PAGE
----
The winter of 2014-15 has been a host of things: late-arriving, cold, snowy, and while it’s only been four weeks since the snow began piling up—the length of it feels like 70 years—or that’s the sense for most.
When faced with difficulty, Americans, at least those of us bred for softness and an effete, technology-centric way of life, take to social media to bitch and complain about the cold, the snow, and people pushing snow back out into the road (on certain Facebook pages about knowing you’re from Lisbon). I’m taking a decidedly different tack with today’s blog post.
If I’m being brutally honest, I must admit that I have had my moments since the end of January. It really does seem like we’ve all been put in Mr. Peabody’s WABAC Machine and transported back to the Ice Storm of ’98, or perhaps, the winters of my childhood, when the snow was deep, and men still knew how to shovel. And not to get all patriarchal on you, the women in my world weren’t expected to, but that’s a post for another, more sociological kind of day.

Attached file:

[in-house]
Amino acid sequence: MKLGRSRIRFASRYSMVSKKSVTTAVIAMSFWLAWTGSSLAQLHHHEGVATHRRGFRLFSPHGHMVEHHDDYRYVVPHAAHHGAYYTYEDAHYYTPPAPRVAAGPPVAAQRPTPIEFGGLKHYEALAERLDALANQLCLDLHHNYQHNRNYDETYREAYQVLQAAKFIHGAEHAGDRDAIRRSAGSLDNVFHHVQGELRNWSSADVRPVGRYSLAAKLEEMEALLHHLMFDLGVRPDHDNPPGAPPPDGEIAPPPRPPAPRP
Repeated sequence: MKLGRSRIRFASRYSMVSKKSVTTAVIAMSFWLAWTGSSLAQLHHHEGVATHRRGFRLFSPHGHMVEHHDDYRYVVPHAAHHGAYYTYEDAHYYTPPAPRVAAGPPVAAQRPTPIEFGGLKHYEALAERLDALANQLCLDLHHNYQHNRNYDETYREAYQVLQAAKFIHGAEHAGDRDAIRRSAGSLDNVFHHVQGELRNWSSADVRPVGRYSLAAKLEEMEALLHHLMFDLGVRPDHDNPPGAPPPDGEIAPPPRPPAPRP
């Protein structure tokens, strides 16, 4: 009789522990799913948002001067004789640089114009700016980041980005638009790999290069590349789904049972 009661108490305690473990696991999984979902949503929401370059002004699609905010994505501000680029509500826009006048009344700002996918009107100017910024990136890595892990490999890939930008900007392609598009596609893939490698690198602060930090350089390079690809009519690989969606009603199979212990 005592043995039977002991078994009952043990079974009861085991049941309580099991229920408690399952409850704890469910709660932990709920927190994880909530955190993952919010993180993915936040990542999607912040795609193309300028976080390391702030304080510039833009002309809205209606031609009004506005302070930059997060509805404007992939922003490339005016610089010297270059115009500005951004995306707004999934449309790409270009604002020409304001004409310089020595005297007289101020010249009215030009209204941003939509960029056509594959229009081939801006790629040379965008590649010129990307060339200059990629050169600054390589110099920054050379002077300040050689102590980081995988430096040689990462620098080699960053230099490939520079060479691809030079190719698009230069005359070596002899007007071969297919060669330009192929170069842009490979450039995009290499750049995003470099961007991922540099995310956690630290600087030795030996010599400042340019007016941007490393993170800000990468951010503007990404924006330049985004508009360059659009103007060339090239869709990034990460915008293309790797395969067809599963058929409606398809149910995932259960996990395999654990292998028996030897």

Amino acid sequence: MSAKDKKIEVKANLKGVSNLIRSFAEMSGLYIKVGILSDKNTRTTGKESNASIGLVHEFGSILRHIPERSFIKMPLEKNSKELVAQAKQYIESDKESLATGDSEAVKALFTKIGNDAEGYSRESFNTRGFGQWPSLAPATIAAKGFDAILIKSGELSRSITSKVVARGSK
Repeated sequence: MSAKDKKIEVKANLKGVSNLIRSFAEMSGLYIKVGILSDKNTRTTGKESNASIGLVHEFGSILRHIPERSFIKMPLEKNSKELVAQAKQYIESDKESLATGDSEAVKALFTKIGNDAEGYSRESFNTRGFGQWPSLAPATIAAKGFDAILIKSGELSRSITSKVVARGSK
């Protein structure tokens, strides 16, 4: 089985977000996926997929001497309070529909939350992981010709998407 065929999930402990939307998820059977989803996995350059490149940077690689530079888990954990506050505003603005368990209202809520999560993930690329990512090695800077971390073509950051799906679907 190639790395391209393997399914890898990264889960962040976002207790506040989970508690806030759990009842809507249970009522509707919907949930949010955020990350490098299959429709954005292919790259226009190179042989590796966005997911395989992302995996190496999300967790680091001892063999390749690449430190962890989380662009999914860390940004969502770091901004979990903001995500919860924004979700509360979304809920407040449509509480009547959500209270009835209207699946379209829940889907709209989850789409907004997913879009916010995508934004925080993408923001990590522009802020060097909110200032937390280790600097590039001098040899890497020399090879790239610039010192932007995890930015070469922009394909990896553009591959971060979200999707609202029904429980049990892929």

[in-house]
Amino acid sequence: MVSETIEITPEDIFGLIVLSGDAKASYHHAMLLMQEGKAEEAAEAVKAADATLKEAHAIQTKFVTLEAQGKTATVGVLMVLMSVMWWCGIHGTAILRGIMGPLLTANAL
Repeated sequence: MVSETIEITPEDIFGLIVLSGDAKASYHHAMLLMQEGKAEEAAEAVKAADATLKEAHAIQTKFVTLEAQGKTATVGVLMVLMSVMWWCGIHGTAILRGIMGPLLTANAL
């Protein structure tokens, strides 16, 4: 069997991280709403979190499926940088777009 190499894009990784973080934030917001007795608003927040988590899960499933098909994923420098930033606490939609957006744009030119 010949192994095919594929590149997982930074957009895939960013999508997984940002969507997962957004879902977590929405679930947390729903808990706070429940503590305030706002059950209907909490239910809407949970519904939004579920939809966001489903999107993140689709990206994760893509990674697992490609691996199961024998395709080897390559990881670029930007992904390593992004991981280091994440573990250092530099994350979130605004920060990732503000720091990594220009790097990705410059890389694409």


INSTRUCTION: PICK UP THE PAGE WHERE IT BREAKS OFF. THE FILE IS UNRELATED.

All in all, the constant shoveling (I actually know how to throw the snow, having learned the skill from the “Winter Carnival King of 1951” most likely during that fateful winter of ’69, and the one following in 1970), gathering of wood, splitting it, and keeping a fire cranking has actually gotten me outdoors, away from the technology trap, and out into the brisk, cold, wintry fresh air. I think it’s actually helped improve my outlook, too, especially compared to last January and February. That’s when the walls felt like they were slowly closing in, ready to crush me. The real world will do that to you, as opposed to the virtual one (aka, the fake one).
Have headlamp, will travel.